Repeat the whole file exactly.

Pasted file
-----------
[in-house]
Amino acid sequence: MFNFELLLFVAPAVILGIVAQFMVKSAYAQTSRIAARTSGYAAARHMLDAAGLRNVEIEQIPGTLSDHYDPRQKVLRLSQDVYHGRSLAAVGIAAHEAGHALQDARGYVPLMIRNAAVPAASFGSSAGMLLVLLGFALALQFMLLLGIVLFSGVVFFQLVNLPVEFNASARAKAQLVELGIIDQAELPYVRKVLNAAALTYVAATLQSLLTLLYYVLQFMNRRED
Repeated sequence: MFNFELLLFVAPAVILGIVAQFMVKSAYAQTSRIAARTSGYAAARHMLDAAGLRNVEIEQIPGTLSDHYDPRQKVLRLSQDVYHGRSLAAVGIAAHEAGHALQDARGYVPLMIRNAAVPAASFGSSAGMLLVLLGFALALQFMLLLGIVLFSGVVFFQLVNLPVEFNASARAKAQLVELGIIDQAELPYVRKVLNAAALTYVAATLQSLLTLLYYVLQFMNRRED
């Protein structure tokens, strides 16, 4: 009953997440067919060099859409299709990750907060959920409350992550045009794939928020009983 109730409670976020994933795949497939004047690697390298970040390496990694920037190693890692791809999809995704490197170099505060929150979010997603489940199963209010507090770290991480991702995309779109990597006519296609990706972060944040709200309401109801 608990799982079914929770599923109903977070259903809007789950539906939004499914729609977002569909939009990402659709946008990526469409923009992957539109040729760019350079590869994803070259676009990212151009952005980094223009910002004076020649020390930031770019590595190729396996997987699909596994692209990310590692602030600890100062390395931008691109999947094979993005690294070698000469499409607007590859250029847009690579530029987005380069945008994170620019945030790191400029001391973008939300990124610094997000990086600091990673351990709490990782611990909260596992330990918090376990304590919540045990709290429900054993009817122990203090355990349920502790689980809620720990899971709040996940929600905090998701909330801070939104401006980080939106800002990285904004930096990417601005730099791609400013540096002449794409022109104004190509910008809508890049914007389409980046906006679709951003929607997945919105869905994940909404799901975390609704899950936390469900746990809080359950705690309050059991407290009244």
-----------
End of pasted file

[in-house]
Amino acid sequence: MFNFELLLFVAPAVILGIVAQFMVKSAYAQTSRIAARTSGYAAARHMLDAAGLRNVEIEQIPGTLSDHYDPRQKVLRLSQDVYHGRSLAAVGIAAHEAGHALQDARGYVPLMIRNAAVPAASFGSSAGMLLVLLGFALALQFMLLLGIVLFSGVVFFQLVNLPVEFNASARAKAQLVELGIIDQAELPYVRKVLNAAALTYVAATLQSLLTLLYYVLQFMNRRED
Repeated sequence: MFNFELLLFVAPAVILGIVAQFMVKSAYAQTSRIAARTSGYAAARHMLDAAGLRNVEIEQIPGTLSDHYDPRQKVLRLSQDVYHGRSLAAVGIAAHEAGHALQDARGYVPLMIRNAAVPAASFGSSAGMLLVLLGFALALQFMLLLGIVLFSGVVFFQLVNLPVEFNASARAKAQLVELGIIDQAELPYVRKVLNAAALTYVAATLQSLLTLLYYVLQFMNRRED
């Protein structure tokens, strides 16, 4: 009953997440067919060099859409299709990750907060959920409350992550045009794939928020009983 109730409670976020994933795949497939004047690697390298970040390496990694920037190693890692791809999809995704490197170099505060929150979010997603489940199963209010507090770290991480991702995309779109990597006519296609990706972060944040709200309401109801 608990799982079914929770599923109903977070259903809007789950539906939004499914729609977002569909939009990402659709946008990526469409923009992957539109040729760019350079590869994803070259676009990212151009952005980094223009910002004076020649020390930031770019590595190729396996997987699909596994692209990310590692602030600890100062390395931008691109999947094979993005690294070698000469499409607007590859250029847009690579530029987005380069945008994170620019945030790191400029001391973008939300990124610094997000990086600091990673351990709490990782611990909260596992330990918090376990304590919540045990709290429900054993009817122990203090355990349920502790689980809620720990899971709040996940929600905090998701909330801070939104401006980080939106800002990285904004930096990417601005730099791609400013540096002449794409022109104004190509910008809508890049914007389409980046906006679709951003929607997945919105869905994940909404799901975390609704899950936390469900746990809080359950705690309050059991407290009244």